25 months after invasion, Russia finally admits to being at war. Why?

A Kremlin spokesperson has said Russia is “in a state of war” for the first time since the country launched a full-scale invasion of Ukraine more than two years ago.

Russia has presented the war as a “special military operation” since it began in February 2022. The Kremlin even banned media outlets from using the words “war” and “invasion”.

In an interview with a pro-Kremlin Russian newspaper published on Friday, Kremlin spokesman Dmitry Peskov said: “We are in a state of war. Yes, it started as a special military operation, but as soon as … the collective West became a participant on Ukraine’s side, for us it already became a war.”

He later elaborated to reporters: “De jure [legally] it is a special military operation. But de facto [in reality] it has turned into a war.”

President Vladimir Putin and other senior officials had gradually started to use the word “war”, but mainly referred to the conflict as a “special military operation.”

Kremlin spokesman Dmitry Peskov said Russia is ‘in a state of war’ for the first time since the country launched a full-scale invasion of Ukraine in February 2022 (Photo: Sputnik/Sergei Bobylev/Reuters)

“What strikes me is the deliberate ambiguity: when he claims that “war” is a correct designation in some respects, but in others it is still a ‘special military operation’”, says Dr Martin Smith, senior lecturer in Defence and International Affairs at the Royal Military Academy Sandhurst.

“Simply moving to calling the campaign in Ukraine a ‘war’ implies that the special military operation has failed and a major ramping-up is required.”

Some have predicted a new round of mobilisation in Russia following last weekend’s sham elections, but Dr Smith said he did not expect such an announcement soon, after Mr Putin ruled it out making such an unpopular move at the end of last year, claiming it wasn’t needed.

However, Dr Marina Miron, a post-doctoral researcher in the war studies department at King’s College London, argues that the statement is a signal to “psychologically prepare the Russian population for an upcoming mobilisation”, which she argues will take place now that Mr Putin has “carte blanche” after the landslide vote.

“In the lead up to this, we have heard [Defence Minister Sergei] Shoigu wanting to mobilise some 200,000 to achieve the set tasks of expanding the army. We have also heard Putin talking about creating a “sanitary zone”, [demilitarised zone] which is something like a buffer, thereby amplifying the scope of the aims in Ukraine,” she says.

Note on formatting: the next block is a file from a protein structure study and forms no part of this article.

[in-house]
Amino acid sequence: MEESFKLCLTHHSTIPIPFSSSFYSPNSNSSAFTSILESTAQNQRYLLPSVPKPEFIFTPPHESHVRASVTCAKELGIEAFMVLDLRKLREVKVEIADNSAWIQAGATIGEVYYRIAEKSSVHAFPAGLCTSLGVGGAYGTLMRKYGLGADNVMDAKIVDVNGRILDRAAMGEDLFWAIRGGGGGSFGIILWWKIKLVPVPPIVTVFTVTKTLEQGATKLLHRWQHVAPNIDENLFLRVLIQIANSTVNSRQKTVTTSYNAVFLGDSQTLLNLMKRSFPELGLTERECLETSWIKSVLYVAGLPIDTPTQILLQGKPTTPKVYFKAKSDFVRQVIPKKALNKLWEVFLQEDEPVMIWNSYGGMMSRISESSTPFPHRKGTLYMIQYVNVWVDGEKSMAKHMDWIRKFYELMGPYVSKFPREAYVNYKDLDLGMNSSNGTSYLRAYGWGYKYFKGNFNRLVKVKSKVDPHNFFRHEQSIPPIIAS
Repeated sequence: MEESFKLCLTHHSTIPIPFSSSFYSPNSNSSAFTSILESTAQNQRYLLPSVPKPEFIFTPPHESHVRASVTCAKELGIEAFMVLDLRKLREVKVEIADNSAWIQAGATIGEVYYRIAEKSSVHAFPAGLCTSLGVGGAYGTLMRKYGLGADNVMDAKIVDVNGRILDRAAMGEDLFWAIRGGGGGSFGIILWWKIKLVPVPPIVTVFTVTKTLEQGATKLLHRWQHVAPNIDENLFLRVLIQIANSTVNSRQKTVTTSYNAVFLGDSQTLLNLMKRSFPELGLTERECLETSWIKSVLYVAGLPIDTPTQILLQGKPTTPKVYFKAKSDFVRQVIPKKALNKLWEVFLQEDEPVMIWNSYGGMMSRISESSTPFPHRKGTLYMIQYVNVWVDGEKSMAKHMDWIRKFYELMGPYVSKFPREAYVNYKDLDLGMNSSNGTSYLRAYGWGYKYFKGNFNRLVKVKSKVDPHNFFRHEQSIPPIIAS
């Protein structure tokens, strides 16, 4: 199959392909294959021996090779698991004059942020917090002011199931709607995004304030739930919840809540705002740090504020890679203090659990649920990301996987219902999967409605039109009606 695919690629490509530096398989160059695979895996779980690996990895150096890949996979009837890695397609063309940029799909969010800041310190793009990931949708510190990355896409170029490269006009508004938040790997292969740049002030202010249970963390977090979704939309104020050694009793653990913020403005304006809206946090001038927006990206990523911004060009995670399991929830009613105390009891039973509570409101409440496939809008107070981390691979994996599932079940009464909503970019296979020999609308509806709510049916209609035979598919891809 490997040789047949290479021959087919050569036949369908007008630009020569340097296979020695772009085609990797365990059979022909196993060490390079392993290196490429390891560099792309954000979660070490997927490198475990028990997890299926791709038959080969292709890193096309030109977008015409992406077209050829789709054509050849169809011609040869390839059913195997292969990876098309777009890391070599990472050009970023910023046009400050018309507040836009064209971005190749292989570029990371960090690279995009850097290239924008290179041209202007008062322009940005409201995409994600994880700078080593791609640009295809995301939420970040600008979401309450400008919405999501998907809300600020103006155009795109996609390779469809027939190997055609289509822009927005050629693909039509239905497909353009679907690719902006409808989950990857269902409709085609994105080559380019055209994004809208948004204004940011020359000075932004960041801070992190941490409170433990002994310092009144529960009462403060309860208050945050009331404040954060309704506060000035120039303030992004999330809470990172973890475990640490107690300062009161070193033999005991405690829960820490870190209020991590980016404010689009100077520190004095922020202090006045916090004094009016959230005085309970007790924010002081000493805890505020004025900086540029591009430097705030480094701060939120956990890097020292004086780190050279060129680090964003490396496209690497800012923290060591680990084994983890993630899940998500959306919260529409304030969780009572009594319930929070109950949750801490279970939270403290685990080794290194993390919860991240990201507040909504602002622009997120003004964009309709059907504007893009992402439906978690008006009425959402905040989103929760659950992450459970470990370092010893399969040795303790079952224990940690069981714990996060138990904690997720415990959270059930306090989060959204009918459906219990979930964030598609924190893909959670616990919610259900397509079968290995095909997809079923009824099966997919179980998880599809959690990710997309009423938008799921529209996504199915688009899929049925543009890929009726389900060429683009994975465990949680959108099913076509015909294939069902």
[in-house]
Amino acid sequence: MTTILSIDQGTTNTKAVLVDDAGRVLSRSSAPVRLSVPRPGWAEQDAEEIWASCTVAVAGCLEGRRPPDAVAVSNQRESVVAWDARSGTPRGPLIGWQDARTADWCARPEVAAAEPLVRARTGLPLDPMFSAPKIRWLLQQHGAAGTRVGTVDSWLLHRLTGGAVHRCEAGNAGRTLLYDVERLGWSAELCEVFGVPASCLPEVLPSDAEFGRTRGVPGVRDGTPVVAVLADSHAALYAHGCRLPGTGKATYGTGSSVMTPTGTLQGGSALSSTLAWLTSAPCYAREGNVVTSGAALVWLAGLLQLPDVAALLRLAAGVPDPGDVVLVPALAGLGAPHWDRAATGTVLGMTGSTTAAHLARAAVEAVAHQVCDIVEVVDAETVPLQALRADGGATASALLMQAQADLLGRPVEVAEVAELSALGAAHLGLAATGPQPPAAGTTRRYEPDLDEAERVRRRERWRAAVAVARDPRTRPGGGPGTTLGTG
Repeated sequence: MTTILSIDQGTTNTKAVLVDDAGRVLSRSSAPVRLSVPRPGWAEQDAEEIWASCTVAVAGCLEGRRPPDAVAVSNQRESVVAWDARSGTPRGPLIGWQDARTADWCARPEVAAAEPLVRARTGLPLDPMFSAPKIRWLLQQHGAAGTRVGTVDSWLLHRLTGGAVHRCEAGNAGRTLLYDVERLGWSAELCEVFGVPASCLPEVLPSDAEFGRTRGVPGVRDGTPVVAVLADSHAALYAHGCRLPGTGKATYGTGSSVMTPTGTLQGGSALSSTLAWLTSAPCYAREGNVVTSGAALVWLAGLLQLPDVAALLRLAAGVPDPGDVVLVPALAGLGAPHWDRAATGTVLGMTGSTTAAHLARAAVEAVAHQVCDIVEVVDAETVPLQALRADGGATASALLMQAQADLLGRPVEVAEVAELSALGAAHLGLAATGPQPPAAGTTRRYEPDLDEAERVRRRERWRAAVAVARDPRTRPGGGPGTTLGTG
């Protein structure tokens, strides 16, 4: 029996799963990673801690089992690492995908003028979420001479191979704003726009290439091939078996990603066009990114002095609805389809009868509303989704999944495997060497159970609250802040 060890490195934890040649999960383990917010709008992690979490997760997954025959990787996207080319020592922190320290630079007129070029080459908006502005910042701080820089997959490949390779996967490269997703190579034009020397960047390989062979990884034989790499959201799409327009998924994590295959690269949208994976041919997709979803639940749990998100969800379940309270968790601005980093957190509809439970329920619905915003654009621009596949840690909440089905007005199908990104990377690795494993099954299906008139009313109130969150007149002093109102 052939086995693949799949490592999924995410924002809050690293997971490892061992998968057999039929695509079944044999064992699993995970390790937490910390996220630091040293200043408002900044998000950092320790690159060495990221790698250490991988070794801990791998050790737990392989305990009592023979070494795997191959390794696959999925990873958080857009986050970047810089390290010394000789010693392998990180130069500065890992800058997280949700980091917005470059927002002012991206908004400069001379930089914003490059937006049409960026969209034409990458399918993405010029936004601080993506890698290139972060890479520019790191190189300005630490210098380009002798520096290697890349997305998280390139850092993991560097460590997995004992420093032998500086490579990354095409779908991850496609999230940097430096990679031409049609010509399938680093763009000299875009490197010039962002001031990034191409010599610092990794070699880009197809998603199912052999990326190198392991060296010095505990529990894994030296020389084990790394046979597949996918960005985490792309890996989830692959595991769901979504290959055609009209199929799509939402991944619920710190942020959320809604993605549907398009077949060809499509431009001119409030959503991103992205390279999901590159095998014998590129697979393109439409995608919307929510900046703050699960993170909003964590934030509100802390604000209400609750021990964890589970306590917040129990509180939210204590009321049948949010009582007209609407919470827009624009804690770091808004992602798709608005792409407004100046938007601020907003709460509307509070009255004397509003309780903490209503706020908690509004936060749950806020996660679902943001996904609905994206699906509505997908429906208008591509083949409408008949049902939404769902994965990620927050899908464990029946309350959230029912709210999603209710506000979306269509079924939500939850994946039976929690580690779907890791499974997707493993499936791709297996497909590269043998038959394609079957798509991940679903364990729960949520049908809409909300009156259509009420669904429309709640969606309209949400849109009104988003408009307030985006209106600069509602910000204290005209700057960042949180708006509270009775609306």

But why the change after 25 months of military activity? Dr Smith believes it is a “reaction” to French President Emmanuel Macron’s comments last month about the possibility of deploying Western troops to fight in Ukraine, which triggered intense debates.

“I take Mr Peskov’s statement as the Russian government’s response to Macron – hardening its own rhetoric as a warning and to deter any such western escalation, rather than opening the door to a significant short-term ramping up of Russia’s own efforts.”

Mr Macron has stood by his comments, saying sending troops to Ukraine “could not be ruled out”, despite other Nato members rejecting the idea and French officials downplaying his remarks.

After the French leader’s speech at a European summit for supporting Kyiv, the speaker of Russia’s lower house of parliament warned Mr Macron against sending troops to Ukraine, saying they would meet the same fate as Napoleon’s army.

Dr Miron says observers should be careful when interpreting Mr Peskov’s statement. “First, we have to understand that at the moment it is a de facto statement rather than de jure statement,” she noted.

“As de jure war declaration would be much more far-reaching in legal terms when it comes to the Russian population and also on an international stage, considering the international law of war,” she adds.

The comments from Mr Peskov on Russia being in a state of war followed a night of large-scale Russian missile attacks across Ukraine that targeted energy infrastructure, leaving a million people without power on Friday.